What lessons should housing professionals learn from the past, and how will this help the sector adapt in the future?
Gender equality is something that I’m passionate about. I believe that everyone should be enabled to achieve the same opportunities in life, and this applies to us as housing professionals and the customers that we are here to provide services to. I think the main thing to recognise is that although things have gotten drastically better for women in recent years, we’re still not quite there yet in terms of equality.
Culturally there are still gender roles to some extent, but as little as 30 years ago, this was more apparent than ever. Women were, and still are, the majority of primary care givers; looking after children and bringing up the next generation. They predominantly worked lower paid roles such as clerical and administration jobs, and often experienced sexism and belittlement if they wanted a fulfilling career.
We know that women can achieve more than this if they choose to, but there is little argument to oppose that they faced more challenges along the way in the past. Some would argue that it is still more challenging for women today to progress in their careers.
In 1968, women working for the Ford factory in Dagenham went on strike to protest about the lack of equal pay. This meant that the production of Ford cars in the UK ground to a halt. So what can we learn from this? We need women in any industry. We need their skills and their abilities.
It was strong women who advocated for change in housing and pioneered the sector, shaping it into what it is today. Women such as Octavia Hill who inspired the creation of The Association of Women Housing Workers in 1916, which is now the Chartered Institute of Housing. To put this in perspective, this organisation was set up a decade before women had the right to vote. And Erin Pizzey, who in 1971 set up the first women’s refuge for those suffering from domestic abuse.
Margaret Thatcher had a huge impact on housing, and although I believe that the mass selling of council homes was a mistake that is sadly being repeated, there is no doubt she shaped the sector.
I read an article in Inside Housing called ‘Women on Top’, where the 25 most powerful women in the sector were interviewed about their experiences. One comment resonated with me, which was that women tend to have less self belief than men when it came to progressing to the top of their sector. I wondered, why? Especially when the aforementioned women had such an impact on this sector and these women being interviewed had achieved so much themselves. I came to the conclusion that it was because we still live in a society where women are still gender stereotyped to a degree, and are therefore massively under represented at executive level.
When we have a female population of just over 50% in the UK, why is it that 75% of Chief Executives in housing are male? It also struck me that 18 of these 25 amazing women specified whether they did or did not have children. Would the 25 most powerful men in housing feel it necessary to divulge this information? I’m not convinced they would. With the potential likelihood of a female President of the United States will women in our profession rise to the same level and equal men at the higher levels in the future?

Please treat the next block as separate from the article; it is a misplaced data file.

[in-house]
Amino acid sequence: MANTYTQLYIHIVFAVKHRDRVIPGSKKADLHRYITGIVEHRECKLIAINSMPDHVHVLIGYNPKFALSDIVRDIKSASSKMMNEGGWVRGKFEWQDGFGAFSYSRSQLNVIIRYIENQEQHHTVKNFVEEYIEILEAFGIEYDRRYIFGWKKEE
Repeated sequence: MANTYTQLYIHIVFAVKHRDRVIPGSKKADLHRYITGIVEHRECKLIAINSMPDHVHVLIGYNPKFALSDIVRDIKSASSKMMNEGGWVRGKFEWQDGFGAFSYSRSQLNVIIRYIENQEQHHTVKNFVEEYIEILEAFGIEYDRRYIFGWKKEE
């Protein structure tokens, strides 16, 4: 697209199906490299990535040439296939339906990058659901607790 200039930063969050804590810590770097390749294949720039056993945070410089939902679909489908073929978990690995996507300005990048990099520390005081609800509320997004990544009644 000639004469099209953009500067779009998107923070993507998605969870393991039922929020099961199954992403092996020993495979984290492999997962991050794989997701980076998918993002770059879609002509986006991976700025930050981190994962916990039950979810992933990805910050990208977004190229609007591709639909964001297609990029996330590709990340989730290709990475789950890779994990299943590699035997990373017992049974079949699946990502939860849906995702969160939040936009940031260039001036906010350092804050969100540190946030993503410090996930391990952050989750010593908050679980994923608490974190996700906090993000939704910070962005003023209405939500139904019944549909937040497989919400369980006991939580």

We know from the past that diversity in society is essential for sustainability, and this is the same for gender equality. The more diverse sets of skills that an organisation has, the further we can go and the more we can achieve. We need to ensure that our customers are truly represented in our organisations, in our staff, boards and resident involvement. If the fundamentals are not reflective of the customers then how can we deliver a good and fair service?
Gender equality is even more vital for the future and the challenges the sector is facing. We need to be more stringent on our finances whilst still delivering desperately needed services, and we can achieve better value for money by directing these resources in the best way possible by having as much diversity and reflective representation as possible.
We have the opportunity to be an exemplary sector in gender equality. In my experience, housing management roles tends to attract more female workers, and with the huge challenges that housing will be facing with new policies and proposed deregulation, these workers are going to experience a whole host of new problems to solve. These new skills are what will drive the sector forward, and we need to be creative to keep hold of these women. For example, ukfeminsta.org.uk states that “54% of women working part-time have been found to be employed below their potential”. We need to look at ensuring that this potential is maximised in the future, and if it means a job share at executive level for example, then why not?
Idealistically, a quota system could be used in recruiting for executive positions, much like the Swedish Government’s initiative to promote females to ensure fair representation. This could be business wide to promote fair representation throughout the lower levels of the organisations where there are less male workers for example.
Realistically, we need to ensure that everyone is given the same opportunities without discrimination. This means enabling more women to progress by increased flexible working, filling skill gaps by education and training, and assistance with childcare for example.
I will conclude with a quote, from a man no less. Former Secretary General of the United Nations, Kofi Annan once said: “Gender equality is more than a goal in itself. It is a precondition for meeting the challenge of reducing poverty, promoting sustainable development and building good governance.”
Empowered women achieve great things. They have done so in the past and they will be essential in moving the sector forward in the future.